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Self-Knowledge • Behaviours
How to Weaken the Hold of Addiction
Many of us are prey to addictive behaviours which we know run contrary to our deeper interests but which we find ourselves entirely unable to desist from at key moments.
Let’s pick three of these:
— Porn addiction
We well appreciate, as soon as we come out of the tunnel of addiction, that we have neglected our interests and harmed ourselves. And yet we are at a loss as to what we might do. What, if anything, could help?
One kind of answer is this: we should try to notice when the desire to regurgitate food or watch porn or drink strikes us.
Though this might sound strange, those in the grip of addictions seldom do notice. They don’t pay much attention to what has immediately happened before their desires strike; it doesn’t occur to them that anything has.
And yet if they did look into themselves, and studied the answers very carefully, they would have an important weapon with which to escape the downward spiral. And that’s because, to make another generalisation: before there is ever an addictive behaviour, there is always a moment of feeling bad, very very bad, about something.
The triggers can be varied;
— A partner is not as warm as they might be
— Someone at work seems disapproving and mean
— One has been left out, perhaps not for the first time, of a social occasion
In other words, the triggers for addictive self-harming behaviours are rooted in such emotions as loneliness, shame, a sense of unacceptability, a feeling of rejection or a belief one is not good enough.
The addictive pattern is only a response, a part b) to a part a) that we are not used to exploring. Addiction has nothing to do with loving what one is addicted to, it’s to do with finding relief from a prior pain which has not been understood or addressed. For a time, the addictive behaviour offers a kind of soothing and escape from an intolerable discomfort: vomiting after a meal brings a sense of lightness, porn leads one into a series of physical highs, a state of drunkenness stills critical voices.
The way to start to break the pattern of addiction is simply to realise — before we have rushed to the addictive solution — that we are in trouble. That we have, for whatever reason, grown very sad and hopeless about ourselves and therefore that we are in a danger zone and need help now, rather than in a few hours.
We have to become better historians and observers of our moods and aim to put a gap — in time and in mental activity — between the moment when we are hurt and the moment when we reach for our self-destructive solution.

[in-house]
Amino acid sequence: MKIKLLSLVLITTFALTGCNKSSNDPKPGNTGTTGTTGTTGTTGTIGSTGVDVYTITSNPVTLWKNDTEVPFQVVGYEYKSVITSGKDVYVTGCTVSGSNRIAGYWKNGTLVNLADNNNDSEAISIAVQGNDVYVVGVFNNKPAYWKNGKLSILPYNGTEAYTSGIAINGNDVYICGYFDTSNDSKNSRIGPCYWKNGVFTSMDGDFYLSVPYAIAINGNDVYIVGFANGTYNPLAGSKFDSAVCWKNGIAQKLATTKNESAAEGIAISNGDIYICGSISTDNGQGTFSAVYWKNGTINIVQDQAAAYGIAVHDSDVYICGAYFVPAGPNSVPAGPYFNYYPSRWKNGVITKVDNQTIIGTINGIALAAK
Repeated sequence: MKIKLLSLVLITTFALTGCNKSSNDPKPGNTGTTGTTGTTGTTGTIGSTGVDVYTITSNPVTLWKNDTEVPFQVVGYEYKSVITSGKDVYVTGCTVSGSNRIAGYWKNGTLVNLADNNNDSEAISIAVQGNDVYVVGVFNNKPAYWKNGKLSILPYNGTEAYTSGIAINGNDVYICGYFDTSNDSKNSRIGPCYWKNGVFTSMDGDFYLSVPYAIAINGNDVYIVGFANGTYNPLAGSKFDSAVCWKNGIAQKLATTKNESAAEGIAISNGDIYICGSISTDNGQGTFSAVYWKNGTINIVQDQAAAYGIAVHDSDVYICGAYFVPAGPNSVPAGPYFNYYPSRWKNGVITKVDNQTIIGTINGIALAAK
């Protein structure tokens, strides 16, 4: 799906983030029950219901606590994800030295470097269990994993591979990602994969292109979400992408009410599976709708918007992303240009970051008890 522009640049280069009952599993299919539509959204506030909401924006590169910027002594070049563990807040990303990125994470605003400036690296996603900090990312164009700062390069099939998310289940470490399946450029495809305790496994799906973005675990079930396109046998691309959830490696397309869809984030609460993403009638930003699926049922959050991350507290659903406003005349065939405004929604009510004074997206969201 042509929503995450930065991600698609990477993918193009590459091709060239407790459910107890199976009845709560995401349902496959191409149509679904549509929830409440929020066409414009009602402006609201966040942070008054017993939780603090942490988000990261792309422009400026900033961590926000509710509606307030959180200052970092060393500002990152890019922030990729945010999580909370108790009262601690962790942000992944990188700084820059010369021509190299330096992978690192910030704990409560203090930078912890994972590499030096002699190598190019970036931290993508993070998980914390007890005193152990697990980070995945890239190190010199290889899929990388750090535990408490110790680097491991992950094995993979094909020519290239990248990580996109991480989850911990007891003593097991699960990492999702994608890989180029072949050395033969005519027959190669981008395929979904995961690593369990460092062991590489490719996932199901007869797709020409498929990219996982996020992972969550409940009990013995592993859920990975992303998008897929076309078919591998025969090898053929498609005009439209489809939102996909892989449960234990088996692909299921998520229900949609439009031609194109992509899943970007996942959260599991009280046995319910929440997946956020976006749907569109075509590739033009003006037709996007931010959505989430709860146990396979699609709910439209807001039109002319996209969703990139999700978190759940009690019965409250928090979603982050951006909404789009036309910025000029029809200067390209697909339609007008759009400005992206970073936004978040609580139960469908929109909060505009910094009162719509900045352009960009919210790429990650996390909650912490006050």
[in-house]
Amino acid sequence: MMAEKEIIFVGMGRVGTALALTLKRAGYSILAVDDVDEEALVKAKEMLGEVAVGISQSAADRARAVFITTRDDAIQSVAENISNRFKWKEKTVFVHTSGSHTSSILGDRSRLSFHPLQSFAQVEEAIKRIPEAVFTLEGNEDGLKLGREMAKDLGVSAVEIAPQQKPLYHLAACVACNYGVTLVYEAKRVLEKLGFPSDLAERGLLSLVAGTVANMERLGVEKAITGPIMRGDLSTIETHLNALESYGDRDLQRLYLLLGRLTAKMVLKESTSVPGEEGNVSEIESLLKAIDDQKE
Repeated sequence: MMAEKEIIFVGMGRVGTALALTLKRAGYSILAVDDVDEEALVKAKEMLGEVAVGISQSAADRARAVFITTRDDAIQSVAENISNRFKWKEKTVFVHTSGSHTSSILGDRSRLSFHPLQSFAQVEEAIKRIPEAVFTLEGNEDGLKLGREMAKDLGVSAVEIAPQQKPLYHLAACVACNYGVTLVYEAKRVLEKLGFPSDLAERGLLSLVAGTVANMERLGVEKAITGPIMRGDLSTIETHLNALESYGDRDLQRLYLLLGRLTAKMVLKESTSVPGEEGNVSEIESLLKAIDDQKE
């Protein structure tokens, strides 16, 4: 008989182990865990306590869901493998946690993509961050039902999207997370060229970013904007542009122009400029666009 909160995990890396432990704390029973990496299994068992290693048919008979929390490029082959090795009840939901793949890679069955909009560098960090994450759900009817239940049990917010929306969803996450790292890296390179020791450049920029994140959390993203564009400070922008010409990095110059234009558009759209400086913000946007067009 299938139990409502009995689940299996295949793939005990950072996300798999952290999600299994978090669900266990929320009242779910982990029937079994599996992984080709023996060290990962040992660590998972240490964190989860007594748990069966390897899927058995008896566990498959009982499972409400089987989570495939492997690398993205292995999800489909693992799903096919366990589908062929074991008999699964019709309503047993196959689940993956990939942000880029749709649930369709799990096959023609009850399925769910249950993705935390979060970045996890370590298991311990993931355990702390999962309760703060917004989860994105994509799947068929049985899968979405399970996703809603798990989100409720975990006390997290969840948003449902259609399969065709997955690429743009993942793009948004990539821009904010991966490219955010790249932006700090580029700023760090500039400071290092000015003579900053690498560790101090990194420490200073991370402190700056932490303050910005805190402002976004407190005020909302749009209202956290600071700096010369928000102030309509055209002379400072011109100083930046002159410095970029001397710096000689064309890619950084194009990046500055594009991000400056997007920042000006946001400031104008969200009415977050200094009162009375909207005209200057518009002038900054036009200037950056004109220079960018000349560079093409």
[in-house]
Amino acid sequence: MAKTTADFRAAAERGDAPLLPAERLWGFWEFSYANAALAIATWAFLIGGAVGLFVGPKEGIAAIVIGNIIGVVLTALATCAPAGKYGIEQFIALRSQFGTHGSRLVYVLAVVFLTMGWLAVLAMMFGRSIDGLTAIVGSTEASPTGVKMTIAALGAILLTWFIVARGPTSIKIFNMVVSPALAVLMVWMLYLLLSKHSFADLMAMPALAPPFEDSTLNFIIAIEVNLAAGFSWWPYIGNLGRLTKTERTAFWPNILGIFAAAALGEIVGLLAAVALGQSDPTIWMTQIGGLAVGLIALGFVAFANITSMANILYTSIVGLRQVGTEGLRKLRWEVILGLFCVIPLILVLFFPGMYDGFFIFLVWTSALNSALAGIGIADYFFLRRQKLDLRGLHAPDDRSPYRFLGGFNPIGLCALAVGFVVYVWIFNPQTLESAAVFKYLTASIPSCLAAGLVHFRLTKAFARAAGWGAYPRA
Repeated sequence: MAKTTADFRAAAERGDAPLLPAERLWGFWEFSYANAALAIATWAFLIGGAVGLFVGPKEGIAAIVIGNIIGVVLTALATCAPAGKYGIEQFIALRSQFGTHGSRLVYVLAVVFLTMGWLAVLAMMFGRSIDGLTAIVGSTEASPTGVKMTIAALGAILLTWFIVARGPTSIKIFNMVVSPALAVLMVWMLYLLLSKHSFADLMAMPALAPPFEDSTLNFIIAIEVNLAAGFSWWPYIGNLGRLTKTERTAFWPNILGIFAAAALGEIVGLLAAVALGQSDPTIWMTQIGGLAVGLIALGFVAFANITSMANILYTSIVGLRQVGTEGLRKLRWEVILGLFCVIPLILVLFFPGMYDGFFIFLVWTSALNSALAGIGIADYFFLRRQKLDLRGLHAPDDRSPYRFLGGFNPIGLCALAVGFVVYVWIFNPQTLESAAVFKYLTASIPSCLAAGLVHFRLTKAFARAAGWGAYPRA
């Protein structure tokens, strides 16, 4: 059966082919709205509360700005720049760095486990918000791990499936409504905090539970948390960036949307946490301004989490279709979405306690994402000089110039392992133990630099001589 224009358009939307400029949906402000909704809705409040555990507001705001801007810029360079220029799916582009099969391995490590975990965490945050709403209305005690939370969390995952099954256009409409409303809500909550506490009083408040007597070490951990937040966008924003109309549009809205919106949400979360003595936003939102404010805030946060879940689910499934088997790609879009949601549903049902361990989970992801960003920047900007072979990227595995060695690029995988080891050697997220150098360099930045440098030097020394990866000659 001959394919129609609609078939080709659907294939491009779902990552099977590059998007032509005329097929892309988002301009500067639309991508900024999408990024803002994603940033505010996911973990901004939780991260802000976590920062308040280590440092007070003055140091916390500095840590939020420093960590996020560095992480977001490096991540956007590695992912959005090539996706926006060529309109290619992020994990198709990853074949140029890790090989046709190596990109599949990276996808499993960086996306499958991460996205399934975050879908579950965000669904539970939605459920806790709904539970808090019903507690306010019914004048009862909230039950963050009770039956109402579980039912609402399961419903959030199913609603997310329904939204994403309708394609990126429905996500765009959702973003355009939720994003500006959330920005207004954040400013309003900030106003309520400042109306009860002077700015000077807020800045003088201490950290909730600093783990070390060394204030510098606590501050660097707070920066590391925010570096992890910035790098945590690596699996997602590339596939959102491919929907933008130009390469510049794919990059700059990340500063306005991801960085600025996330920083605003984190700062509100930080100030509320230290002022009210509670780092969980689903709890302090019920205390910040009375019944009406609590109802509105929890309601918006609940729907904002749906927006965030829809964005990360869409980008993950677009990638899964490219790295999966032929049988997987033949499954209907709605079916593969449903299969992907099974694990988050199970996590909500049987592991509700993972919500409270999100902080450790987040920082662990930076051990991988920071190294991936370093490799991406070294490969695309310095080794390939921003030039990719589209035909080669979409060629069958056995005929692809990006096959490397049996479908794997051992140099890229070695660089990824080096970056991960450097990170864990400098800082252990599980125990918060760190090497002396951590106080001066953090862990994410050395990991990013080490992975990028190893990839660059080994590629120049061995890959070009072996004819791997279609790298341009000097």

If we manage to slow down the process, then we should be able to wake ourselves up from our narcotic impulses and say, in a profoundly helpful way: ‘I am upset’. Just the realisation that we are so is half the battle at least. ‘I am feeling deeply upset and therefore I am in danger.’
And from here, we can ask another extremely pertinent set of questions: ‘What am I upset about? How am I upset?’ We may need to close our eyes and just sit still for a moment to let the answer percolate from the unconscious.
Alternatively we might try and complete the following sentence: ‘I am currently feeling upset because…’
It’s one of the quirks of the strange brains we all have that it can take so long to know what we are feeling and to understand what might have caused it.
When we do start to notice our upset, then we can begin the business of self-soothing in more fruitful ways. One side can run an arm around the other and say, in effect, ‘poor you. How awful to be feeling awful again…’
Almost certainly in early life, no one had much sympathy or the remotest bit of interest in our feelings of loss, self-hatred and abandonment (that’s why we find it so hard to get interested in them ourselves). But we can patch up the damage. We can ask: ‘How am I feeling about myself?’ And ‘what’s happened to give me that feeling?’
We can replace addiction with self-compassion and understanding. No one falls prey to addictions by coincidence: the behaviours always have roots in an intense, normally childhood derived sense of being a terrible unworthy person.
In summary: the route to stopping addictive behaviour is to ask oneself how one is feeling; realise one is probably feeling very bad; grow curious about and sympathetic to the causes — and then ask: ‘what would be a better, kinder way of handling this sense of awfulness?’
Knowing that there is room — and love — for the feeling that provokes addiction is the key to weakening the hold of, and one day overcoming, what we are addicted to.